NPR logo

Nintendo CEO Iwata: 'In My Heart I Am A Gamer'

  • Download
  • <iframe src="https://www.npr.org/player/embed/422672976/422672983" width="100%" height="290" frameborder="0" scrolling="no" title="NPR embedded audio player">
  • Transcript
Nintendo CEO Iwata: 'In My Heart I Am A Gamer'

Remembrances

Nintendo CEO Iwata: 'In My Heart I Am A Gamer'

Nintendo CEO Iwata: 'In My Heart I Am A Gamer'

  • Download
  • <iframe src="https://www.npr.org/player/embed/422672976/422672983" width="100%" height="290" frameborder="0" scrolling="no" title="NPR embedded audio player">
  • Transcript

Satoru Iwata, who helped Nintendo innovate and launch its revolutionary Wii game console, has died. His business card summed him up this way: "I run a game company, in my heart I am a gamer."

ROBERT SIEGEL, HOST:

The chief executive officer of Nintendo has died. As NPR's Laura Sydell reports, Satoru Iwata was known for his accessibility to fans, and he's being remembered for a playfulness unusual among big company CEOs.

LAURA SYDELL, BYLINE: Tributes and outpourings of appreciation for Satoru Iwata are easy to find right now on Twitter and YouTube. Here's part of a video posted by a sad-looking young fan who says he wants to be a game developer. He calls himself NintenRoy.

(SOUNDBITE OF ARCHIVED RECORDING)

NINTENROY: I'm 14, but still, he was one of my main inspirations.

SYDELL: Iwata engaged with fans. He helped create and participated in an online video series called "Nintendo Direct."

(SOUNDBITE OF ARCHIVED RECORDING)

SATORU IWATA: Today, I will share with you information about the Nintendo 3DS directly.

SYDELL: On the screen, he's flanked by life-sized Nintendo characters Mario and Luigi.

JORGE ALBOR: He seemed like somebody who genuinely cared about games and the gaming community and was playful.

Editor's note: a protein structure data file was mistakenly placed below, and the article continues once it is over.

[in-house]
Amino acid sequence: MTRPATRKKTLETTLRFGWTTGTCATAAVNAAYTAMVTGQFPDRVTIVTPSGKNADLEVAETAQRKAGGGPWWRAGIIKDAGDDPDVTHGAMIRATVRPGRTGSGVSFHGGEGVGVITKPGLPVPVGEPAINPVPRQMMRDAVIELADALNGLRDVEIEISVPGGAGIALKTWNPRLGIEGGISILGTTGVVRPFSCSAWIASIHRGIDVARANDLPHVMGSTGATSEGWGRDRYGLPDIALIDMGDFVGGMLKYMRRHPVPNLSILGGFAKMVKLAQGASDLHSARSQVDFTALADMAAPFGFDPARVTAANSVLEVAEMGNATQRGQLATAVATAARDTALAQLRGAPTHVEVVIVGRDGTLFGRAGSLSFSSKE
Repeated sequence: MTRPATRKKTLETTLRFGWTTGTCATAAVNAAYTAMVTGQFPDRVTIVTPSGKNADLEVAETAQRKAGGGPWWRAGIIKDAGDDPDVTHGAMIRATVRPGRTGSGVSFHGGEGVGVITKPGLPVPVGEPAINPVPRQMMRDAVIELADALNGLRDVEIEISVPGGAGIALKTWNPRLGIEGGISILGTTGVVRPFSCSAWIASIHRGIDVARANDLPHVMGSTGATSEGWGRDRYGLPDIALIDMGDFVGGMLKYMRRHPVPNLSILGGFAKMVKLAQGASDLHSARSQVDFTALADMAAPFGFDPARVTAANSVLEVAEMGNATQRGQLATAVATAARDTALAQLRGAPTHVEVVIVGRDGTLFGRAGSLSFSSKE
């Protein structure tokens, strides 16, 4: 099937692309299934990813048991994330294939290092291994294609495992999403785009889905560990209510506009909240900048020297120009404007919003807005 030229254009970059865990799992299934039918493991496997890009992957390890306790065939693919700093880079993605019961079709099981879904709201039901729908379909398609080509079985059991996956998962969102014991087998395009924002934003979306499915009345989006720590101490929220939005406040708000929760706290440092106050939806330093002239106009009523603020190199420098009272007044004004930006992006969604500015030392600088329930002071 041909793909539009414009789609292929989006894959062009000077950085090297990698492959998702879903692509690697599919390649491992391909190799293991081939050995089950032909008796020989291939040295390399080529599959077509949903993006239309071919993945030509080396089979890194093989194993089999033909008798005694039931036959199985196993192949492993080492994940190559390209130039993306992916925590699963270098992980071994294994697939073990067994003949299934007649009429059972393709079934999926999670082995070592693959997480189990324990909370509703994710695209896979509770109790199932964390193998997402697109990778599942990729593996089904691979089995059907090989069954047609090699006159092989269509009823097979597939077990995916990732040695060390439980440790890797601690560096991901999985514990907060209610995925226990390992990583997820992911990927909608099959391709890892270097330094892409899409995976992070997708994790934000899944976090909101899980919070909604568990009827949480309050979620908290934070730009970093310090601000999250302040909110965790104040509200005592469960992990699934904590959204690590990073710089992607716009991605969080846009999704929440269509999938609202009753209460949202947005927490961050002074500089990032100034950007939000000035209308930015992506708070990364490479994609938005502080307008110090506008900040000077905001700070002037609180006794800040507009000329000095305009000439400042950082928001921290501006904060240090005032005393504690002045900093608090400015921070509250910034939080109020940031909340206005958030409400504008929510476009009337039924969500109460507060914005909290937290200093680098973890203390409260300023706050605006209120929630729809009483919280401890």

SYDELL: Jorge Albor runs an online community dedicated to gaming on the site Wikia. Albor says, earlier in Iwata's career, he was a software engineer making Nintendo video games.

ALBOR: He was pivotal in the creation of some of the most important games for people. You know, "Earthbound," "Zelda," "Kirby" - all of these games are some of the foundational games for a lot of people's lives.

(SOUNDBITE OF SONG, "ZELDA'S LULLABY")

SYDELL: Though everything Iwata touched did not turn to gold. Nintendo was slow to respond when people started playing more games on tablets and mobile phones. But he was CEO when Nintendo launched its original Wii, one of the best-selling game consoles of all time. For over a year, Iwata battled what Nintendo called a bile duct growth, yet even a few weeks ago he found the strength to participate in Nintendo's shareholder meeting. But his heart was with his customers and the games they played. Here he is on stage in 2005 at the big videogame conference, E3.

(SOUNDBITE OF ARCHIVED RECORDING)

IWATA: On my business card, I am a corporate president. In my mind, I am a game developer, but in my heart, I am a gamer.

SYDELL: Iwata was 55 years old. Nintendo has not yet announced who will succeed him as CEO. Laura Sydell, NPR News.

Copyright © 2015 NPR. All rights reserved. Visit our website terms of use and permissions pages at www.npr.org for further information.

NPR transcripts are created on a rush deadline by Verb8tm, Inc., an NPR contractor, and produced using a proprietary transcription process developed with NPR. This text may not be in its final form and may be updated or revised in the future. Accuracy and availability may vary. The authoritative record of NPR’s programming is the audio record.